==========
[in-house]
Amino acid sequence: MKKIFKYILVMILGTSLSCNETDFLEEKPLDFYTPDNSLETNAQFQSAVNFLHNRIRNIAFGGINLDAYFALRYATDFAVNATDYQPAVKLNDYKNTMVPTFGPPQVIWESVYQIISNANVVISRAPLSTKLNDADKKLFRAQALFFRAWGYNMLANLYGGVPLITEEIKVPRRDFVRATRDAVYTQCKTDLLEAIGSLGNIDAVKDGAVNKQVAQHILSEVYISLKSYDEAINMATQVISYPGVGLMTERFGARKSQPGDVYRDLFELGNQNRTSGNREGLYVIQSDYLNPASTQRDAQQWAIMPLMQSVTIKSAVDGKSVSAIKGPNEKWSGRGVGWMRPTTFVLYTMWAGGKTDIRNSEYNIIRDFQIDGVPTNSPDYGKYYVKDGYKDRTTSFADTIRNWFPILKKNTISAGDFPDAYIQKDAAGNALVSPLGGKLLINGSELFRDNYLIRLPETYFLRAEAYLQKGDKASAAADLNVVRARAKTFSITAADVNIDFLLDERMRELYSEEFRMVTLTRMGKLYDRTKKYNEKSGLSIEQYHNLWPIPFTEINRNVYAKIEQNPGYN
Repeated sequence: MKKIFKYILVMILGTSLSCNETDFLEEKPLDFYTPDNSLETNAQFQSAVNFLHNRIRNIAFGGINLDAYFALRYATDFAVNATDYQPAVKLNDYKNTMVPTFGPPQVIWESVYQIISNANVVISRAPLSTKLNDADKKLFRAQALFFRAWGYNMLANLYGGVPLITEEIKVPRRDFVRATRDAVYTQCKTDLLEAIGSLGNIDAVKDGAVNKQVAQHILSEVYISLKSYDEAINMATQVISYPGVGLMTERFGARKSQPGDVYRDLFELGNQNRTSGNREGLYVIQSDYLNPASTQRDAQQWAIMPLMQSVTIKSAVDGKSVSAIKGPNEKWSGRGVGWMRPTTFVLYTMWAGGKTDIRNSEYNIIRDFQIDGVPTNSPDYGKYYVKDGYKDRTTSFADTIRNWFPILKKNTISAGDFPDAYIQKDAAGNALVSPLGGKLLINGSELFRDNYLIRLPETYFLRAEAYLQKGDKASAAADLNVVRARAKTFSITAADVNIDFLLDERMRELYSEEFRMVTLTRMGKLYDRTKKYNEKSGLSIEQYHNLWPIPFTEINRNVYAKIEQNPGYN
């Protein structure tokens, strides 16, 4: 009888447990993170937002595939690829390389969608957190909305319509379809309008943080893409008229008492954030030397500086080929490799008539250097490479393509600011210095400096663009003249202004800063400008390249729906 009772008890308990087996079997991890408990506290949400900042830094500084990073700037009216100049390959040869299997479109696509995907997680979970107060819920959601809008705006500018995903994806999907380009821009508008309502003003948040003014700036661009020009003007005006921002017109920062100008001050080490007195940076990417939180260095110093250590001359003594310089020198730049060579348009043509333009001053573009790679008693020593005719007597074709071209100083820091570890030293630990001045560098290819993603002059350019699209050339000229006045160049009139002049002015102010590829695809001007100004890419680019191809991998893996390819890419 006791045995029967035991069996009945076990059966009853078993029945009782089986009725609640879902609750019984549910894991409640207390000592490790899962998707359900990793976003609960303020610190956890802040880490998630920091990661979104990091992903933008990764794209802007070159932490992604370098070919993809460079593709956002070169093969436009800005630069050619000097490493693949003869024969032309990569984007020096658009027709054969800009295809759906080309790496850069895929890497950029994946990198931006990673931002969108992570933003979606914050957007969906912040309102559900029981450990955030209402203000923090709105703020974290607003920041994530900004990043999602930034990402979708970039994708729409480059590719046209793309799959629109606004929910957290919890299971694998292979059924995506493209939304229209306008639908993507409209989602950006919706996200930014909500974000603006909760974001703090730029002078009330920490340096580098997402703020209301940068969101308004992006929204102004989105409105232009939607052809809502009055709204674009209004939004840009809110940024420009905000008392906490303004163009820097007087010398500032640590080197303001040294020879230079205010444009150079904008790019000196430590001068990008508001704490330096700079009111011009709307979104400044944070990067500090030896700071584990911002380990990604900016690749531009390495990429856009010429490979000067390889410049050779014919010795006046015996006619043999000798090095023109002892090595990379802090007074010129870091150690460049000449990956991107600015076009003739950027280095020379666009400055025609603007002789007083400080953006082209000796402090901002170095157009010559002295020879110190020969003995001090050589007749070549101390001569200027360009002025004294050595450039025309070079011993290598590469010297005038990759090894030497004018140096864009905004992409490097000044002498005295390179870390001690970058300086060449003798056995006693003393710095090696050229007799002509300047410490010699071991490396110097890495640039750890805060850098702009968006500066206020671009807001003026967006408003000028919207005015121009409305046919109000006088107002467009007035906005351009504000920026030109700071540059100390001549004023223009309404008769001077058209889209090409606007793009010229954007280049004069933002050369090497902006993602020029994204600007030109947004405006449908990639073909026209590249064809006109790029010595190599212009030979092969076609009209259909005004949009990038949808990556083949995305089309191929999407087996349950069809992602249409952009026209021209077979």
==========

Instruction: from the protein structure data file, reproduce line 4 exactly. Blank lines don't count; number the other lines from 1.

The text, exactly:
């Protein structure tokens, strides 16, 4: 009888447990993170937002595939690829390389969608957190909305319509379809309008943080893409008229008492954030030397500086080929490799008539250097490479393509600011210095400096663009003249202004800063400008390249729906 009772008890308990087996079997991890408990506290949400900042830094500084990073700037009216100049390959040869299997479109696509995907997680979970107060819920959601809008705006500018995903994806999907380009821009508008309502003003948040003014700036661009020009003007005006921002017109920062100008001050080490007195940076990417939180260095110093250590001359003594310089020198730049060579348009043509333009001053573009790679008693020593005719007597074709071209100083820091570890030293630990001045560098290819993603002059350019699209050339000229006045160049009139002049002015102010590829695809001007100004890419680019191809991998893996390819890419 006791045995029967035991069996009945076990059966009853078993029945009782089986009725609640879902609750019984549910894991409640207390000592490790899962998707359900990793976003609960303020610190956890802040880490998630920091990661979104990091992903933008990764794209802007070159932490992604370098070919993809460079593709956002070169093969436009800005630069050619000097490493693949003869024969032309990569984007020096658009027709054969800009295809759906080309790496850069895929890497950029994946990198931006990673931002969108992570933003979606914050957007969906912040309102559900029981450990955030209402203000923090709105703020974290607003920041994530900004990043999602930034990402979708970039994708729409480059590719046209793309799959629109606004929910957290919890299971694998292979059924995506493209939304229209306008639908993507409209989602950006919706996200930014909500974000603006909760974001703090730029002078009330920490340096580098997402703020209301940068969101308004992006929204102004989105409105232009939607052809809502009055709204674009209004939004840009809110940024420009905000008392906490303004163009820097007087010398500032640590080197303001040294020879230079205010444009150079904008790019000196430590001068990008508001704490330096700079009111011009709307979104400044944070990067500090030896700071584990911002380990990604900016690749531009390495990429856009010429490979000067390889410049050779014919010795006046015996006619043999000798090095023109002892090595990379802090007074010129870091150690460049000449990956991107600015076009003739950027280095020379666009400055025609603007002789007083400080953006082209000796402090901002170095157009010559002295020879110190020969003995001090050589007749070549101390001569200027360009002025004294050595450039025309070079011993290598590469010297005038990759090894030497004018140096864009905004992409490097000044002498005295390179870390001690970058300086060449003798056995006693003393710095090696050229007799002509300047410490010699071991490396110097890495640039750890805060850098702009968006500066206020671009807001003026967006408003000028919207005015121009409305046919109000006088107002467009007035906005351009504000920026030109700071540059100390001549004023223009309404008769001077058209889209090409606007793009010229954007280049004069933002050369090497902006993602020029994204600007030109947004405006449908990639073909026209590249064809006109790029010595190599212009030979092969076609009209259909005004949009990038949808990556083949995305089309191929999407087996349950069809992602249409952009026209021209077979």